Lots of proud families from throughout the district filled Dunstable’s Grove Theatre this week when the venue’s incredibly talented young performers staged their summer musical.
This year we had the Sharks and the Jets waging gang warfare in Arthur Laurents’ Oscar and Tony Award-winning West Side Story, a loose interpretation of Romeo and Juliet, set in 1950’s New York.
The teenagers give themselves just two weeks of intense rehearsals before launching into three nights and a total of four stunning performances that professionals would find hard to beat.
It’s a controversial story that tackles racial hatred and murder yet this enthusiastic ensemble was more than up to the task.
The original opened on Broadway in ’57 and had an impeccable pedigree. Book by Laurents, music by Leonard Bernstein, lyrics from Stephen Sondheim and choreographed by the great Jerome Robbins, it went on to spawn a hit film and numerous stage productions (the latest of which has just opened at London’s Sadler’s Wells and comes to Aylesbury’s Waterside Theatre in February).
But the story, of rival gangs fighting a turf war while a love story plays out at its heart, is something that everyone in the Grove cast could relate to and they absolutely sparkled.
This was one of the largest casts assembled for the venue’s seventh annual show with almost 70 young stars on the stage.
There were some familiar faces taking major roles. Bradley Adams, as Jets’ headstrong leader Riff, provided a strong anchor for the company, with his powerful voice and commanding performance.
Another regular, Josh Hawkins, was his number two, Action (who knew being an ace at darts would one day come in so handy?), who came into his own with a highly animated cameo singing Gee, Officer Krupke.
Another standout turn came from Kyle Casey as the Sharks’ quick-tempered and violent leader, Bernardo. He really looked the part with a convincing Puerto Rican accent and lots of personality. I look forward to seeing him in other leading roles in future productions.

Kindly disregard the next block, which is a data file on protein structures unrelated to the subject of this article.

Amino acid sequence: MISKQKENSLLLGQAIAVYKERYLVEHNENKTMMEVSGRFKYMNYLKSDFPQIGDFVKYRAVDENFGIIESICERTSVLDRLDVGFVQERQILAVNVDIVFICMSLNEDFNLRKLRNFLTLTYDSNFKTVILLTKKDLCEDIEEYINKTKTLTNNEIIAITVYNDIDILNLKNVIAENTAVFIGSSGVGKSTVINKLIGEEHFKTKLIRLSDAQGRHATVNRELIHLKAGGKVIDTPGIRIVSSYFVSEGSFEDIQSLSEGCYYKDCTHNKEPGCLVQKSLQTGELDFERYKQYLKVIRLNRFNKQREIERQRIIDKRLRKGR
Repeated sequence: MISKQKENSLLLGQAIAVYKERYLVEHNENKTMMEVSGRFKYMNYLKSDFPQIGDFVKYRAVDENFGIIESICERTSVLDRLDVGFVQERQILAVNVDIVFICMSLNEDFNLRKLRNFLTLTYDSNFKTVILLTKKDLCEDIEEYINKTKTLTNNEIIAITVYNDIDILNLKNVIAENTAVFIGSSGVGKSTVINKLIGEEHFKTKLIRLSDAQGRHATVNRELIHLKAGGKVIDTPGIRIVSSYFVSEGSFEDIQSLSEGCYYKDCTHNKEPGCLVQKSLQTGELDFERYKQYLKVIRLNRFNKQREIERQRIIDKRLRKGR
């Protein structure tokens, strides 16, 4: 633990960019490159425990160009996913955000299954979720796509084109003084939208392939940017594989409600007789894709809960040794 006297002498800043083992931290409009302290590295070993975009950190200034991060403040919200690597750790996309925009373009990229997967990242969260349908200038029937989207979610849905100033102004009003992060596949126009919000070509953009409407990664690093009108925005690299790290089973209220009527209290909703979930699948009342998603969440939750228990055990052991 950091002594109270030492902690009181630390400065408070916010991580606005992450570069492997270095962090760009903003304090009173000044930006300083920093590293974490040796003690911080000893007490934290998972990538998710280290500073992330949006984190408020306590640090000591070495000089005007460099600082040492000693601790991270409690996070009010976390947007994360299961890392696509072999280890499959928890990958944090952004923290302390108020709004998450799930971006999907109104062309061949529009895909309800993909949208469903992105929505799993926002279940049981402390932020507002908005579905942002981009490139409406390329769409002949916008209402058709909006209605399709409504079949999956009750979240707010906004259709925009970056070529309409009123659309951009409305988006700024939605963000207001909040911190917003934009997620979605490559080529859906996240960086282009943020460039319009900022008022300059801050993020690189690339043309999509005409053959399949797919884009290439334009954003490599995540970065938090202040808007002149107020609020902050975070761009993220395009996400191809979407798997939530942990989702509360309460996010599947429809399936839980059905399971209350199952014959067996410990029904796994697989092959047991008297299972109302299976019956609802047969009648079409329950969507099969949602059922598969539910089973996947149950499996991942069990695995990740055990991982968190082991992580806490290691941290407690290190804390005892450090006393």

All the actors in main speaking roles did well with an American accent. The Sharks’ gang had the added problem of playing Latinos but it held no fear for Amelia Gaughan as Bernardo’s girl, the fiery Anita, who was hugely watchable throughout.
The singing was generally of a high quality. Abigail Parry almost brought the production to a standstill with an outstanding rendition of Somewhere in the second Act.
And Romeo and Juliet? Jack Hamilton and Gabrielle Singh as the star-crossed lovers, Tony and Maria, had a real feel for their roles and produced good solid performances.
Sian Turner’s choreography was excellent. It’s not easy teaching a company with that many performers to work together, not fall over, or trip one another up – all in about 10 days - but their dancing was top notch (particularly for Mambo and America). The fight sequences were also realistic and well choreographed although I’d like to have seen a bit of blood on the victims.
This was one of The Grove’s big success stories. Their summer musicals just keep going from strength to strength. It’s hard to criticise such a remarkable production but if I had to niggle I’d say that the climax fell a bit flat, emotionally.
*This September the theatre launches its own performing arts school. The Grove Academy will take children from four to 18. For more information call 01582 884185 or visit www.grovetheatre.co.uk/take-part